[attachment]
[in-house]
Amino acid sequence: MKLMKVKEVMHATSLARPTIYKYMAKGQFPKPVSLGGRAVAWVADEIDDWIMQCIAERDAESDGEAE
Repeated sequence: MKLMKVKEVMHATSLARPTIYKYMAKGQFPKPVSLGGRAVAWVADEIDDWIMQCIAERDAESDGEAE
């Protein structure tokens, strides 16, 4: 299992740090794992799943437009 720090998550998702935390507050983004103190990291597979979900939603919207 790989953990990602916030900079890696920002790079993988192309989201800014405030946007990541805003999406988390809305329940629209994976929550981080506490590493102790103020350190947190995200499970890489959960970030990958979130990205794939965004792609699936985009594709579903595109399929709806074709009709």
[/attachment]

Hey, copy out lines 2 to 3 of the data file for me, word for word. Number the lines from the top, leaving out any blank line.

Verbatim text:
Amino acid sequence: MKLMKVKEVMHATSLARPTIYKYMAKGQFPKPVSLGGRAVAWVADEIDDWIMQCIAERDAESDGEAE
Repeated sequence: MKLMKVKEVMHATSLARPTIYKYMAKGQFPKPVSLGGRAVAWVADEIDDWIMQCIAERDAESDGEAE